It is also important to note that so far, the availability of generative AI has not significantly changed how organizations attack. Threat actors are still largely fixated on low-hanging fruit, seeking systems unpatched against known exploits. .
When asked how threat actors use generative AI, Lei said it could be deployed alongside other tools to inspect and identify coding errors and vulnerabilities. suggested that it was sexual.
APIs in particular are now hot targets due to their widespread use and often having vulnerabilities. For example, broken Object Level Authentication (BOLA) is: One of the Top API Security Threats Identified by Open the Worldwide Application Security project. In the BOLA incident, attackers successfully exploited weaknesses in user authentication methods to obtain API requests to access data objects.
Oversights like this underscore the need for organizations to understand the data flowing through each API, an area that is a common challenge for enterprises, Ray added. Most people don’t even know where or how many APIs they’re running across their organization, he pointed out.
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Every application deployed in a business will likely have an API, and the number will continue to grow as organizations are mandated to share data such as medical and financial information. Some governments are aware of such risks and have introduced regulations to ensure APIs are deployed with the necessary security safeguards, he said.
Organizations need to get the basics right when it comes to data security. The impact of data loss is significant for most businesses. As data custodians, companies should know what they need to do to protect their data.
in another global IBM research In a survey of 3,000 Chief Data Officers, 61% believe their company’s corporate data is safe and protected. When asked about data management challenges, 47% cite reliability, 36% cite unclear data ownership, and 33% cite data silos or lack of data integration.
The growing popularity of generative AI may put all the focus on data, but it also highlights the need for companies to get the basics right first.
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Ray said many companies haven’t even established the first steps yet, pointing out that most companies typically monitor only a third of their data stores and lakes.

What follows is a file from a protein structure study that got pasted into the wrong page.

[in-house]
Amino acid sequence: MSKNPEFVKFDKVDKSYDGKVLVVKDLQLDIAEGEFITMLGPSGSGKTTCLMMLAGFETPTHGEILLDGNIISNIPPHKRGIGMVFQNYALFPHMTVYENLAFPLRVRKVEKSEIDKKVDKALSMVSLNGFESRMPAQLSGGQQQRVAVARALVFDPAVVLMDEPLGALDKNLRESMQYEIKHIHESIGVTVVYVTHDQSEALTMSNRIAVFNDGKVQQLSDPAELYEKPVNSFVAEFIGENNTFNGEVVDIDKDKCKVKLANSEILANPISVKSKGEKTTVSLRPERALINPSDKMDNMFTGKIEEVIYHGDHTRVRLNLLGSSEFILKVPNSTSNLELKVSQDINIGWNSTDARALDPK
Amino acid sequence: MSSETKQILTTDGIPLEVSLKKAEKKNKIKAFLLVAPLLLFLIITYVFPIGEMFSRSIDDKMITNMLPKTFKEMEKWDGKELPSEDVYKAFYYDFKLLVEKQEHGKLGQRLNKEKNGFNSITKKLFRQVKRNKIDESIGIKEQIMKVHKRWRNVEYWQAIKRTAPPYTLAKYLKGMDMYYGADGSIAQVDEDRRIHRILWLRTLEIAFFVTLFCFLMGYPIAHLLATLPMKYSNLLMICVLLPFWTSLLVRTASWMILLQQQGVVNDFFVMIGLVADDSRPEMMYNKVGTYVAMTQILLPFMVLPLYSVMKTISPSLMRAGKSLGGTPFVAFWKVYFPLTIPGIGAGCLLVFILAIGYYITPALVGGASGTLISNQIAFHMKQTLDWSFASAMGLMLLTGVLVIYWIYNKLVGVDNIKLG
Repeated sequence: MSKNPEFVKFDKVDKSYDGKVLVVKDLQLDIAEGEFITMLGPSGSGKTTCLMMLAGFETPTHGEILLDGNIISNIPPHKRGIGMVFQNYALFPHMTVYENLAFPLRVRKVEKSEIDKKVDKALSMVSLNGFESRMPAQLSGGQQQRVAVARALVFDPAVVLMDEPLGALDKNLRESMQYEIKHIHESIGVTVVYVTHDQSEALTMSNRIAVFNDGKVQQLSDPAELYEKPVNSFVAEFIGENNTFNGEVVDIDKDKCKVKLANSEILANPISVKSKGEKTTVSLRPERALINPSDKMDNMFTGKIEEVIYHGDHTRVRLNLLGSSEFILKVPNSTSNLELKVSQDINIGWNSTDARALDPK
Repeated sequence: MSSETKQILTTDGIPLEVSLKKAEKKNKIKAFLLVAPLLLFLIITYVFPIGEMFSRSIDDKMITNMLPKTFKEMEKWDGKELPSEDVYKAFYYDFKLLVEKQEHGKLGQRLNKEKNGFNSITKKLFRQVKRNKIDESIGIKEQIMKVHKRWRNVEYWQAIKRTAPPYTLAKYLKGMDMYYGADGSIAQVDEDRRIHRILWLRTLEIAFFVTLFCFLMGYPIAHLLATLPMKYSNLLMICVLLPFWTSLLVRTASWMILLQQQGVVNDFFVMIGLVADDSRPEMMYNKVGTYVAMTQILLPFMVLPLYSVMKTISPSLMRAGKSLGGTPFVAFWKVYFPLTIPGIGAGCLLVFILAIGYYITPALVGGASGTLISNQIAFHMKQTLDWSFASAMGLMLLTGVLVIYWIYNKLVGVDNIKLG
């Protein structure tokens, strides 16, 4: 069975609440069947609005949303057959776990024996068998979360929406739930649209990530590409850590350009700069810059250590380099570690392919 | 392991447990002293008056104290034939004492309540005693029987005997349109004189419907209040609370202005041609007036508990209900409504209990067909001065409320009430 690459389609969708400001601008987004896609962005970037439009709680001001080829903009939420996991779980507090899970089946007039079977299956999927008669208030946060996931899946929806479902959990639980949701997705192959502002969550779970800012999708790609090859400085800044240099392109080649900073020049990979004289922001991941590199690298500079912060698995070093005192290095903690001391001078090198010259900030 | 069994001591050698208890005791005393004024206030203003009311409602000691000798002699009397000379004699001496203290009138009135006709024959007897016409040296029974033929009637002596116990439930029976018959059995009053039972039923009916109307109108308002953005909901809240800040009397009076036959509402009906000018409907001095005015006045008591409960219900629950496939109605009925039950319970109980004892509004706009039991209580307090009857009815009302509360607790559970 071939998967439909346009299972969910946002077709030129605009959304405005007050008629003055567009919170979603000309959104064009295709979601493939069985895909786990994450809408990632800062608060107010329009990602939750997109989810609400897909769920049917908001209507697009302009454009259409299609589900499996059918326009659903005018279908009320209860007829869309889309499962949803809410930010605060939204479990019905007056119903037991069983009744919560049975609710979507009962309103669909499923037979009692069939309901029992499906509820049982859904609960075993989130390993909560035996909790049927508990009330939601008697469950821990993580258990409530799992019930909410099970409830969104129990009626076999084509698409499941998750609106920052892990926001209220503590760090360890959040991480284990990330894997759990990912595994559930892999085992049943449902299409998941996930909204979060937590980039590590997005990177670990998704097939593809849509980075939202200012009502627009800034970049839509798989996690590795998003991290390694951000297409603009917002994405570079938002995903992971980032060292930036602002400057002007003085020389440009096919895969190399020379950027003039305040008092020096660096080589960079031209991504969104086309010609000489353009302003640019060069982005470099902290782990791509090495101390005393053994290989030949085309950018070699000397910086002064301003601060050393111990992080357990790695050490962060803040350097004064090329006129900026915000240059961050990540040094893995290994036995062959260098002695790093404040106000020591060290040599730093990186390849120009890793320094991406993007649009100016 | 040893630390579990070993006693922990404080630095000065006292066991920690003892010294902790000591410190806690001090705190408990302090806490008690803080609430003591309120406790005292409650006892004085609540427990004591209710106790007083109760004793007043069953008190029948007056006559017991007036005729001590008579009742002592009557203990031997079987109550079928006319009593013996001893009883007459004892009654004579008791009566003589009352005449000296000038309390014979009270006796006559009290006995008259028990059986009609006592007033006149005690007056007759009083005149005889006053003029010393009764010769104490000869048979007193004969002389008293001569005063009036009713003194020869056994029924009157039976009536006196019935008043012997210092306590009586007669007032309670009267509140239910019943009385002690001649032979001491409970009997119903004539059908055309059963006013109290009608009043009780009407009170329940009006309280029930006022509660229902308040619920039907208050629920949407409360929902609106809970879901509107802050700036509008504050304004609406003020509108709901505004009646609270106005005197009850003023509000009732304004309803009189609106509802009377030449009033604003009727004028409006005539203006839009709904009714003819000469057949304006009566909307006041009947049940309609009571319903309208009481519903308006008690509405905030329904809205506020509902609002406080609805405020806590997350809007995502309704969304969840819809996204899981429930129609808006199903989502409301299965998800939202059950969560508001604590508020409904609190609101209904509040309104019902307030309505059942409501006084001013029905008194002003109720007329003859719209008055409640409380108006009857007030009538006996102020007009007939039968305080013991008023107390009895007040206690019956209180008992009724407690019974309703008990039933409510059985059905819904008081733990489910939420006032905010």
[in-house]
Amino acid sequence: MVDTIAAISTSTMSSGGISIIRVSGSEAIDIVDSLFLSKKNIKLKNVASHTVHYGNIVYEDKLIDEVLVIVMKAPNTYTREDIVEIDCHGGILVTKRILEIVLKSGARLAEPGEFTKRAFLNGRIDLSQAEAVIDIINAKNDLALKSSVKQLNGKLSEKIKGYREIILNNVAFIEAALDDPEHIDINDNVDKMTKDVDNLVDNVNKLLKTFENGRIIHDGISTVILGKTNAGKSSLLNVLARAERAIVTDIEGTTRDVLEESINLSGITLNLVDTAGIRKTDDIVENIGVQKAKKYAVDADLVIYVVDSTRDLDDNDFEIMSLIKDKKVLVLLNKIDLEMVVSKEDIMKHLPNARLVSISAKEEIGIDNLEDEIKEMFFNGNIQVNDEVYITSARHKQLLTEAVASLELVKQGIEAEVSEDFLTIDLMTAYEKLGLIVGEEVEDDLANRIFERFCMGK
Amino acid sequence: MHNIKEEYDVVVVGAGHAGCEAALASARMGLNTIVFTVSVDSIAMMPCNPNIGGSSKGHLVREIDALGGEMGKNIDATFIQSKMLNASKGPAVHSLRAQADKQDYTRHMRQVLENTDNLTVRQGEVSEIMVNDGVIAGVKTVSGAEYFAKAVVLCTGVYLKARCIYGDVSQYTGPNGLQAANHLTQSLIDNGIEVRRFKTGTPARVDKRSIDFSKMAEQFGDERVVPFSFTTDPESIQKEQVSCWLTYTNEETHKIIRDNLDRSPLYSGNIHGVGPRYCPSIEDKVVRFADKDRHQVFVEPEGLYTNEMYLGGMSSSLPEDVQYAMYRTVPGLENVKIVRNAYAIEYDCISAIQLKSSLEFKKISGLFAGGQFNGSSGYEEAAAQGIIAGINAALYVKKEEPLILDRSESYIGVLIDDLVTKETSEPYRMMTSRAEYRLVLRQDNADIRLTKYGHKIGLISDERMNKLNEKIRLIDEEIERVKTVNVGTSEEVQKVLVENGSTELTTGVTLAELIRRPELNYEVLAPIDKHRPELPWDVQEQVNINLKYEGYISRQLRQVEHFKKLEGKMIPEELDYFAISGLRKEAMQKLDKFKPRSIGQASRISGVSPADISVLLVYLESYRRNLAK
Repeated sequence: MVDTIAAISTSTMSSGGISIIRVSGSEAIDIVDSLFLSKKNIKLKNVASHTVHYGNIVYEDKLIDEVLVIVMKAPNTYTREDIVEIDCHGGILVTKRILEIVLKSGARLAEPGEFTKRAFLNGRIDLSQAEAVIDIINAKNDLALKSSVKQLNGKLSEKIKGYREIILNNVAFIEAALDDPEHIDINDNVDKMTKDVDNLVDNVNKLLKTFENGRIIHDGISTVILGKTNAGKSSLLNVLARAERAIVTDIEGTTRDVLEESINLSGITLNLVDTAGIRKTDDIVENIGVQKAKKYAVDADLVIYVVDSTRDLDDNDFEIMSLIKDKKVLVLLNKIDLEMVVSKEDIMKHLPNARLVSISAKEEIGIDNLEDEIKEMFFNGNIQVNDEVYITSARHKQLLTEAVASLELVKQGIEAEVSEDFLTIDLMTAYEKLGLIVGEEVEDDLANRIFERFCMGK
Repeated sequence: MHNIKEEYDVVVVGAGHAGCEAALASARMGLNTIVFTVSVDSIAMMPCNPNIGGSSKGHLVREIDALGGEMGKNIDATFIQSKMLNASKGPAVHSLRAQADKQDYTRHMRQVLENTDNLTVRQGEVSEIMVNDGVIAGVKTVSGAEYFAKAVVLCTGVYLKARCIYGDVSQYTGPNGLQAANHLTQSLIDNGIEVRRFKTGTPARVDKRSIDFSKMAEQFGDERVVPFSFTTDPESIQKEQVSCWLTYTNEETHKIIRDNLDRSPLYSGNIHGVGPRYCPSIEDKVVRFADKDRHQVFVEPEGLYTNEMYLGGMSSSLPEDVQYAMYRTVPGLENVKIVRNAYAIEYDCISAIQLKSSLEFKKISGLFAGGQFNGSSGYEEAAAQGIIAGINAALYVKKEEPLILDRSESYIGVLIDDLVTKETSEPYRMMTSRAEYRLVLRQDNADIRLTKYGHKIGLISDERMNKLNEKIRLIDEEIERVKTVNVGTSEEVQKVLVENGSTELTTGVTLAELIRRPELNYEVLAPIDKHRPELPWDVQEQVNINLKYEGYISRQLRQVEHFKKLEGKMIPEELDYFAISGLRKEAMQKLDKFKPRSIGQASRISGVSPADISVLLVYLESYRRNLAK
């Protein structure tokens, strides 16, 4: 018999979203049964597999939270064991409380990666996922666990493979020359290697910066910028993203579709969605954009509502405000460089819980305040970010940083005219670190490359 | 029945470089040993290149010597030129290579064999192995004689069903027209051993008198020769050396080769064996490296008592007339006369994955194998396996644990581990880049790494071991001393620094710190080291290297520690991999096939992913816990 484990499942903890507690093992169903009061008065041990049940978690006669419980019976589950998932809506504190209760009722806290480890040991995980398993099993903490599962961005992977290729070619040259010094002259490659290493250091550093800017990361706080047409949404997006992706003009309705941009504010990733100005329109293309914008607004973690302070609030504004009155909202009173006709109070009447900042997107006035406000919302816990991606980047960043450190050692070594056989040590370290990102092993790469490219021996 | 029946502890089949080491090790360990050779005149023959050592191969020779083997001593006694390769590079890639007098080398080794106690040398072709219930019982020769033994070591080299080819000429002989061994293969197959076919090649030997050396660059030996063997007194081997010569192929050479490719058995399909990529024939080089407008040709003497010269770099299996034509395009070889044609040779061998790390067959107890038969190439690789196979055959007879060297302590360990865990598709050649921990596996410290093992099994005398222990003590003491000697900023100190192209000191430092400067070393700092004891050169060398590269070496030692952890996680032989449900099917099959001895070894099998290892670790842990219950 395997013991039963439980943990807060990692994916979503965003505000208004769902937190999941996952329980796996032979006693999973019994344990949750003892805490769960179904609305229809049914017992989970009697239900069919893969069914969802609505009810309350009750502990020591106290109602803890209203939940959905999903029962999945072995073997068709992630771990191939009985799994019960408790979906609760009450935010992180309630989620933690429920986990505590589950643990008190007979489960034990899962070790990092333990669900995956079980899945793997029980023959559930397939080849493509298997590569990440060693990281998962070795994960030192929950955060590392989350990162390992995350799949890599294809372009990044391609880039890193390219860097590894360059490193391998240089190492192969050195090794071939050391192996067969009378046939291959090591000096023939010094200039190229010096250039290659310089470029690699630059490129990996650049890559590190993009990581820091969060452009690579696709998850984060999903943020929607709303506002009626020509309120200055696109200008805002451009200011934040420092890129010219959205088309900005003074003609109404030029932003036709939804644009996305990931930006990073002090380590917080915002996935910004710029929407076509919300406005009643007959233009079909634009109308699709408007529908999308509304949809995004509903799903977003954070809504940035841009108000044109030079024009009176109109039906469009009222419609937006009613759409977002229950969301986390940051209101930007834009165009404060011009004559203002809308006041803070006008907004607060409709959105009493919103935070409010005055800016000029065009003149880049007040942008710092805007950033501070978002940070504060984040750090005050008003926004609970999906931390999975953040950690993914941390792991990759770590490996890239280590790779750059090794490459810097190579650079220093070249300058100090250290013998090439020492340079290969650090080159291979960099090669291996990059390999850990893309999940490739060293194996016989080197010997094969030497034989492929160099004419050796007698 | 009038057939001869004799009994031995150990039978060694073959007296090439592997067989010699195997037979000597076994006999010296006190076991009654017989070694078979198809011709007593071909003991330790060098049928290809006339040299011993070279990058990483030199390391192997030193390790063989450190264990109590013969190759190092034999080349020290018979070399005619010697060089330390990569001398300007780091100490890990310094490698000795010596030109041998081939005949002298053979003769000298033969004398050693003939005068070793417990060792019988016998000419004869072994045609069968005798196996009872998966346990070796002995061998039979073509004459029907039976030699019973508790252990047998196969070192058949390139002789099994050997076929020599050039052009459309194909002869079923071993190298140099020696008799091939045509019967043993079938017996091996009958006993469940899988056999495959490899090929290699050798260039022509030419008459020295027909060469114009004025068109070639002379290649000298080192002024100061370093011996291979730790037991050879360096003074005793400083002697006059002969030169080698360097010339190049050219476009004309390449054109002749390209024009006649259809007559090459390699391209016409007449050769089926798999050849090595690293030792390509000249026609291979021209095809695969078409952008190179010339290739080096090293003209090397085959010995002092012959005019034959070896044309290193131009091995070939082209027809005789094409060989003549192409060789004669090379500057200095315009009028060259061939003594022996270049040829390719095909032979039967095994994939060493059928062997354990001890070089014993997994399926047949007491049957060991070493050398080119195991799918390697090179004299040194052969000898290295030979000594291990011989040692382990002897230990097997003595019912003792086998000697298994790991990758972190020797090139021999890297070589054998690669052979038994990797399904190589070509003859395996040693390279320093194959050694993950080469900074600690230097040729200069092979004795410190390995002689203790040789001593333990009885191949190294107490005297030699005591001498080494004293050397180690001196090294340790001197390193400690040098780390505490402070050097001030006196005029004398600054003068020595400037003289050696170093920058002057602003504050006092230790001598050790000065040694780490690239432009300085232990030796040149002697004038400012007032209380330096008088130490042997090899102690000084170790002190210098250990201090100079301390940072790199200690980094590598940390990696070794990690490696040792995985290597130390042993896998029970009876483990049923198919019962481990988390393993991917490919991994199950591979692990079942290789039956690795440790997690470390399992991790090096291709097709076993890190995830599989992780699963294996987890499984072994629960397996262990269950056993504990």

“Security is [having] Visibility. Hackers will take the path of least resistance,” he said.
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A Gigamon study released last month found that 31% of breaches occurred when compromised data appeared on the dark web, files became inaccessible, or users experienced poor application performance. , was found to be identified a posteriori. According to a June report of more than 1,000 IT and security professionals in Singapore, Australia, EMEA and the US, the percentage was even higher at 52% for Australian respondents and 48% for the US.
These numbers come despite 94% of respondents saying their security tools and processes give them visibility and insight into their IT infrastructure. Nearly 90% said they had experienced a breach within the last 18 months.
When asked about their biggest concern, 56% pointed out unforeseen blind spots. About 70% admitted to lacking visibility into encrypted data, and 35% said they had limited insight into containers. Half were unsure of knowing where their most sensitive data was stored and how the information was protected.
“These findings highlight a trend of significant gaps in visibility from on-premises to the cloud, the dangers of which seem to be misunderstood by IT and security leaders around the world,” said Gigamon. said Ian Farquhar, Security CTO.
“Many people do not realize that these blind spots are a threat … Given that more than 50% of CISOs worldwide cannot sleep at night thinking of unexpected blind spots being exploited, it is critical. It appears that not enough is being done to close this visibility gap.”